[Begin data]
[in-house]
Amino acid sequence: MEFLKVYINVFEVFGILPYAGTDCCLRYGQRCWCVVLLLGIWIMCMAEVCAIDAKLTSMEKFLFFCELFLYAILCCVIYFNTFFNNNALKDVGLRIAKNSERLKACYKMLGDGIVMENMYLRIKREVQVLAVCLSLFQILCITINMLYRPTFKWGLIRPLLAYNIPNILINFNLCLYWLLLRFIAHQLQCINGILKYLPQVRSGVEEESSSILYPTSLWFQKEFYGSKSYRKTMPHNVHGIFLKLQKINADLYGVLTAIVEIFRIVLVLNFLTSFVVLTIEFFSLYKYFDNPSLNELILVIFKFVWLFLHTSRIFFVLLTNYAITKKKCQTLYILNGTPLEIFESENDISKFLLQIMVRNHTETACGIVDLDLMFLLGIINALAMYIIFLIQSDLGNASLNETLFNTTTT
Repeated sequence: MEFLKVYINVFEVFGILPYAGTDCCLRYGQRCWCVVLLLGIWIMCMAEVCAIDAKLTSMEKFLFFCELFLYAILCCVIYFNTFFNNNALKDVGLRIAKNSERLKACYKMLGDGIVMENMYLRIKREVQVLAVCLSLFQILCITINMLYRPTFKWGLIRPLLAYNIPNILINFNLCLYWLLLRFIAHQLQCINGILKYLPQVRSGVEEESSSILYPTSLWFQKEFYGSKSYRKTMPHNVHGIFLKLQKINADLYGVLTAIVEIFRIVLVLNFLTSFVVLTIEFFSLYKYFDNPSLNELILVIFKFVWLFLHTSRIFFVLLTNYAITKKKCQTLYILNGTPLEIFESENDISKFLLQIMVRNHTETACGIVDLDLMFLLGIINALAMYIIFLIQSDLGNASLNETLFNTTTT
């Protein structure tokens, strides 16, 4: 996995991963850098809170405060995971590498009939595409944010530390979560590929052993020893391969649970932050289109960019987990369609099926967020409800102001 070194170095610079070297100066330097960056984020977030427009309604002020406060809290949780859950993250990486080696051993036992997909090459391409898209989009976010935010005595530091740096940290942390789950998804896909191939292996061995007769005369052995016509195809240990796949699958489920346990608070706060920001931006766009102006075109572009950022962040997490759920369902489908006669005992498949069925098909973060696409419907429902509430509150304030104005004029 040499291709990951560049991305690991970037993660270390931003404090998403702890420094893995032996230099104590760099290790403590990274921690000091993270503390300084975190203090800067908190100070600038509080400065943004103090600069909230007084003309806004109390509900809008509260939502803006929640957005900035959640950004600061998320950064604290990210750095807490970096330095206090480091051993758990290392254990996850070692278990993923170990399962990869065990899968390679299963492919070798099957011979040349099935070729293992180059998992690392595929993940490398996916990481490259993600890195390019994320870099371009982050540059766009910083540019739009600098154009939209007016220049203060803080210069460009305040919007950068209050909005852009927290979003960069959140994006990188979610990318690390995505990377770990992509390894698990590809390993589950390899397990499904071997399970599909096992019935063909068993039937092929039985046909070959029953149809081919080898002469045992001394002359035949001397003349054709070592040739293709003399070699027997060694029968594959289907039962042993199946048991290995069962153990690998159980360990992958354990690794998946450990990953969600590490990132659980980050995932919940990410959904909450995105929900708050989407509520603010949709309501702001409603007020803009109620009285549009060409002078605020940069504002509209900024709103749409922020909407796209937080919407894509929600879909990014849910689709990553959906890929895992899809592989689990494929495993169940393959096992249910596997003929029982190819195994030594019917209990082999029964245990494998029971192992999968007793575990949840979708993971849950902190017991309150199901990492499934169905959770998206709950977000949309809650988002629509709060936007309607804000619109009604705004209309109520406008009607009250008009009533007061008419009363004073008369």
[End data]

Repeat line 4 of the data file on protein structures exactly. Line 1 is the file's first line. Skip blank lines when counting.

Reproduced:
């Protein structure tokens, strides 16, 4: 996995991963850098809170405060995971590498009939595409944010530390979560590929052993020893391969649970932050289109960019987990369609099926967020409800102001 070194170095610079070297100066330097960056984020977030427009309604002020406060809290949780859950993250990486080696051993036992997909090459391409898209989009976010935010005595530091740096940290942390789950998804896909191939292996061995007769005369052995016509195809240990796949699958489920346990608070706060920001931006766009102006075109572009950022962040997490759920369902489908006669005992498949069925098909973060696409419907429902509430509150304030104005004029 040499291709990951560049991305690991970037993660270390931003404090998403702890420094893995032996230099104590760099290790403590990274921690000091993270503390300084975190203090800067908190100070600038509080400065943004103090600069909230007084003309806004109390509900809008509260939502803006929640957005900035959640950004600061998320950064604290990210750095807490970096330095206090480091051993758990290392254990996850070692278990993923170990399962990869065990899968390679299963492919070798099957011979040349099935070729293992180059998992690392595929993940490398996916990481490259993600890195390019994320870099371009982050540059766009910083540019739009600098154009939209007016220049203060803080210069460009305040919007950068209050909005852009927290979003960069959140994006990188979610990318690390995505990377770990992509390894698990590809390993589950390899397990499904071997399970599909096992019935063909068993039937092929039985046909070959029953149809081919080898002469045992001394002359035949001397003349054709070592040739293709003399070699027997060694029968594959289907039962042993199946048991290995069962153990690998159980360990992958354990690794998946450990990953969600590490990132659980980050995932919940990410959904909450995105929900708050989407509520603010949709309501702001409603007020803009109620009285549009060409002078605020940069504002509209900024709103749409922020909407796209937080919407894509929600879909990014849910689709990553959906890929895992899809592989689990494929495993169940393959096992249910596997003929029982190819195994030594019917209990082999029964245990494998029971192992999968007793575990949840979708993971849950902190017991309150199901990492499934169905959770998206709950977000949309809650988002629509709060936007309607804000619109009604705004209309109520406008009607009250008009009533007061008419009363004073008369």